WHAT MY NETWORX CONTRACTOR DID FOR ME: Set up Christmas lights on my house.
WHY I CHOSE HIM: Quick callback, detailed professional price estimate.
I like to hang out in my backyard and enjoy my Christmas lights. Not as strange as it may seem, since I live in Southern California. For the past 12 years, I had a contractor come and set up the display for me, but then they went all commercial. In the meantime, I’ve gotten older and a little bit less in shape, so I had to find somebody else to take over the job.
When I went looking for handymen online, I actually got 2 calls, but McElroy's Handyman Services, a local fellow, was right on the ball; he called back very quickly. He also gave me a nicely done, detailed estimate.
After I decided to hire him, we went around the outside of the house together and I described what type of lights we needed, then he bought them and handed me the receipt.
I have a large house with a lot of ridgeline and I do the entire house – front, back, sides, everything. It’s a big job. I told him that it used to take a crew of four about 20 man hours. Although he’s a one-man show, he seemed sure that he could do it all in a day. Turned out it took him a total of 18 hours over 2 ½ days, meaning that he had underbid, but he did not complain one bit; he just got on with it and did a quality job. I actually gave him the extra money that I thought he deserved. I like good people and hardworking people.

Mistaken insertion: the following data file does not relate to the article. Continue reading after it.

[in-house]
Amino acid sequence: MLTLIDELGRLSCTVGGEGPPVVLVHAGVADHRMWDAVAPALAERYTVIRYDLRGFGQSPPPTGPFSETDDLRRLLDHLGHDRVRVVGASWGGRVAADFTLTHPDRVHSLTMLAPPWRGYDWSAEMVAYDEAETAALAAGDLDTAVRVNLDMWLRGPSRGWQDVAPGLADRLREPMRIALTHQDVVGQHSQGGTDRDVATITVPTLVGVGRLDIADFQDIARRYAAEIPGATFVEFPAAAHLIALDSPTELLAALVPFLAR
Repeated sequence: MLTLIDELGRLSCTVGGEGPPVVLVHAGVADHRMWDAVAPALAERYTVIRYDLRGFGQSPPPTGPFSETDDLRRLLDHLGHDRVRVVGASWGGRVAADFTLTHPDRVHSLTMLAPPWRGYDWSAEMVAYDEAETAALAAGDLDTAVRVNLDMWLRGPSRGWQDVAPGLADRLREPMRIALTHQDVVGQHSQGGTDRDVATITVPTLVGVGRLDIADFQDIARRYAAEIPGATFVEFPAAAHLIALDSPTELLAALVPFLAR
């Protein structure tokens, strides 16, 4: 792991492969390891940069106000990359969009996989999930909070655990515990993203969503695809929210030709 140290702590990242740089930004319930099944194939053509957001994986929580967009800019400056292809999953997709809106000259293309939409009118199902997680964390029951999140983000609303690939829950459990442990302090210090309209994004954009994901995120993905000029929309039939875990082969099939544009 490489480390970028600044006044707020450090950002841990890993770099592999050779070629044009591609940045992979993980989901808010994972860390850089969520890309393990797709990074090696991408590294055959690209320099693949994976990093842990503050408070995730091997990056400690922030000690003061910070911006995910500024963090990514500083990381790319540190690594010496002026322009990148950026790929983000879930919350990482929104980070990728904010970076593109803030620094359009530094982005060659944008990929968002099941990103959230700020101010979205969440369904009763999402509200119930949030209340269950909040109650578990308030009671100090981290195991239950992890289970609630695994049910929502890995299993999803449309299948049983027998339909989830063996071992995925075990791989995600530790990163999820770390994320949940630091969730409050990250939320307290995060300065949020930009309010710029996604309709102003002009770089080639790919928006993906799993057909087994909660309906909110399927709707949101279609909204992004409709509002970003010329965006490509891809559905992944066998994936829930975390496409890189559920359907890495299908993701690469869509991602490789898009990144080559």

I’m very happy with the results and we’ve gotten a lot of compliments. I would recommend this guy to anyone; he was super professional and super nice. A lot of contractors who underbid a job will simply say, “Hey, I need more money to finish,” but he had a great attitude through the whole thing … and that’s without me telling him I was going to give him extra money.
My advice when you’re planning to hire a handyman: Write out what you want. You can give verbal instructions but I recommend writing out a small scope of work (even if it’s just bullet points) and naming the product to be used, as well. It cuts down on communication problems -- “I didn’t understand what you meant” kind of thing. I would also ask the contractor for a scope of work back, written out on the company letterhead.
Edited by Laura Firszt.